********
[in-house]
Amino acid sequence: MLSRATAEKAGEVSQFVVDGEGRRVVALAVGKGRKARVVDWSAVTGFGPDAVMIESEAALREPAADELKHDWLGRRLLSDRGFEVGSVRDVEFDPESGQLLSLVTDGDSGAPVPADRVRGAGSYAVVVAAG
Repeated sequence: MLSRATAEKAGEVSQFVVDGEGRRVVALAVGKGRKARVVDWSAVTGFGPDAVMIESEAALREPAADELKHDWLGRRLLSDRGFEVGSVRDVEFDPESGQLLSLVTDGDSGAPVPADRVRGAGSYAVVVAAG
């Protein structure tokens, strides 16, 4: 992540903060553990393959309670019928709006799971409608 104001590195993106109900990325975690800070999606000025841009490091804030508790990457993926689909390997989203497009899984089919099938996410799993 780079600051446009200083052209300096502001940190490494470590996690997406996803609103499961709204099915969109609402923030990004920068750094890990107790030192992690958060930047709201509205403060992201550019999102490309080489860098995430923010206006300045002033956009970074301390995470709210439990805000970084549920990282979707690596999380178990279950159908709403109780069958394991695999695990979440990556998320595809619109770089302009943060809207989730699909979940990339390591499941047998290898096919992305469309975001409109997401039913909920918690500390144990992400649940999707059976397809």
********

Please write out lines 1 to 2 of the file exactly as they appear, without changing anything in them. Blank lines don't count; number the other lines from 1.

[in-house]
Amino acid sequence: MLSRATAEKAGEVSQFVVDGEGRRVVALAVGKGRKARVVDWSAVTGFGPDAVMIESEAALREPAADELKHDWLGRRLLSDRGFEVGSVRDVEFDPESGQLLSLVTDGDSGAPVPADRVRGAGSYAVVVAAG